About Regional Flavor
A state of tremendous culinary contrast, from the most gracious Old-South tea rooms and dress-up Sunday suppers to raffish barbecue parlors and cheap-eats diners with waitresses who call you Hon’. Georgia must-eats include chopped barbecued pork in Augusta or Atlanta (accompanied by either Brunswick stew or hash on rice), hand-pattied biscuits almost everywhere, and fried-chicken all-you-can-eat buffets.
Georgia Regional Specialties
Pot likker is the spruce-green broth retrieved from the pot in which greens have been boiled. The greens – mustard, collard, turnip, dandelion – cook for hours, leeching vegetable goodness into the water and giving it a tonic punch like no other soup. Top it with cornbread crumbles, and you have a true Dixie delight.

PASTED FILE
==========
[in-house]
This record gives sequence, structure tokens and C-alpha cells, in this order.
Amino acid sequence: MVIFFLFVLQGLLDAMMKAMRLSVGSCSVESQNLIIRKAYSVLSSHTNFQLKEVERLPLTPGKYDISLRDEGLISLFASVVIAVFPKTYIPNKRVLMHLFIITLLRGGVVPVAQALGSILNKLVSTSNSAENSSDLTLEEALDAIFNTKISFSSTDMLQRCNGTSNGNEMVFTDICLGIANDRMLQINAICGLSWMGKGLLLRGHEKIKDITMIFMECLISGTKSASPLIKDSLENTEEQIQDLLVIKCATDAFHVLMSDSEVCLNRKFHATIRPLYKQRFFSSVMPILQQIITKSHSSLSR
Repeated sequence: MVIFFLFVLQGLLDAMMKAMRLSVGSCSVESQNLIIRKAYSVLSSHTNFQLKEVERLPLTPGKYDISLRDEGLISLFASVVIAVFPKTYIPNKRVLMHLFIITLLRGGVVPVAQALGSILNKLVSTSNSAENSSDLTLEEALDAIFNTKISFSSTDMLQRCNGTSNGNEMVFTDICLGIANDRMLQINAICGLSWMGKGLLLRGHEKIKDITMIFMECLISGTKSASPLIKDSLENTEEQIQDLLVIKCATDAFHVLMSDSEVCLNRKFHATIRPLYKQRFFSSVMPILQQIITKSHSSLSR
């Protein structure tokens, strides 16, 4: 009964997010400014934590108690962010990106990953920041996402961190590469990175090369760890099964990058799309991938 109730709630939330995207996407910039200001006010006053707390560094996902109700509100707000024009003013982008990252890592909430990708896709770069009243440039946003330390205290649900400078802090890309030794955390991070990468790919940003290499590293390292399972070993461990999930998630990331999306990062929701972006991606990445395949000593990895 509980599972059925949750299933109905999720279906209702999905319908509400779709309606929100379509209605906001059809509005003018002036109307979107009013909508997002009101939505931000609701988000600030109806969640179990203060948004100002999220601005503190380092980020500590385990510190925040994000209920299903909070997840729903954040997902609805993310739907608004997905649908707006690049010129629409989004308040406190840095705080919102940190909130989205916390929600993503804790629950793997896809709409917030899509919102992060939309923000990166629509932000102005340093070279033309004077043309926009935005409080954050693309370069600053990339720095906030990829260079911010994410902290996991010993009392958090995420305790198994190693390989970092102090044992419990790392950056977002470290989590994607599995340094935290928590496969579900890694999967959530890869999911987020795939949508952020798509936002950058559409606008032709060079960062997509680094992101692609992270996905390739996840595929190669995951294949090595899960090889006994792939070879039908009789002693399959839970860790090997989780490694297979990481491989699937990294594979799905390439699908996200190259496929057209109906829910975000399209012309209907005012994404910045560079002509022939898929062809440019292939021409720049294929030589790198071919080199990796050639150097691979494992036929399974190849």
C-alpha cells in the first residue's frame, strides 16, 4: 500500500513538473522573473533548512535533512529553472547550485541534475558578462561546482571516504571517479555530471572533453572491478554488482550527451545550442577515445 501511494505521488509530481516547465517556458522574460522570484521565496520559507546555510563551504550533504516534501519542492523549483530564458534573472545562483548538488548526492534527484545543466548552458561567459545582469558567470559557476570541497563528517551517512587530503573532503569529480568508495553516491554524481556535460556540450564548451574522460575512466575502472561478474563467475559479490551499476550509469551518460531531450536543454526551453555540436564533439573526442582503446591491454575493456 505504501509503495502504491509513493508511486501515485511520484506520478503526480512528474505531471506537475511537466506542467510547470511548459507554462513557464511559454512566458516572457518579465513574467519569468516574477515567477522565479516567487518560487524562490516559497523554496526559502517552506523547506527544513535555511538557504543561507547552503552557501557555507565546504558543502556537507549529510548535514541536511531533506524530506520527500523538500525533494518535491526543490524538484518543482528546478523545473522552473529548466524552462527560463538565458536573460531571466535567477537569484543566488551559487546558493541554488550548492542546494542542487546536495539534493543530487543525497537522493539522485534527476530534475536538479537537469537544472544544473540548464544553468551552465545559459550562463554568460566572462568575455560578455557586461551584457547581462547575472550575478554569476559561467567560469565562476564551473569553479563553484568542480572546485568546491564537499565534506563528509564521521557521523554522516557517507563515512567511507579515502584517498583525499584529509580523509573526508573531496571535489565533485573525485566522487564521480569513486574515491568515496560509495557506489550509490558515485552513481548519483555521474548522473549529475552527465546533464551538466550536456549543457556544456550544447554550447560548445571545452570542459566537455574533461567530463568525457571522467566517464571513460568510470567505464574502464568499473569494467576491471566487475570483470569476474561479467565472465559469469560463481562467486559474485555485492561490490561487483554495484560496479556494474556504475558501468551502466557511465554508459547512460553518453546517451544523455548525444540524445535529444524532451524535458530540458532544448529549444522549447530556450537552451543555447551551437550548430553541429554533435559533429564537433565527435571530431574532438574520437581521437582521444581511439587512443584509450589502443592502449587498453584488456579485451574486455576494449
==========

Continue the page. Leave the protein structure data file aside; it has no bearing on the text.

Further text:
There is memorable smoke-cooked pork throughout the state, but in Augusta you will find an old-time way of serving it – topped with crunchy cracklins. Described by Roadfood correspondent Chickenplucker as "pork candy," these crackly bits of fatty skin add immeasurable pleasure to smoky meat that is luxurious even before it gets sauced and cracklin'd.
There's something of a rivalry between Georgia and neighboring South Carolina regarding peaches. South Carolina produces more, but Georgians say theirs are better. We won't take sides in this debate, but we will tell you that peach ice cream in both states is a dish to detour for, especially in peach season from May through July.
Hildebrandt's is a charming a 19th century Augusta grocery store that makes tall sandwiches and carries many hard-to-find candies, sodas, and nick-nacks.
An Augusta favorite now located in a repurposed industrial complex, Fat Man's offers fine Dixie vegetables along with masterful fried chicken or pot roast.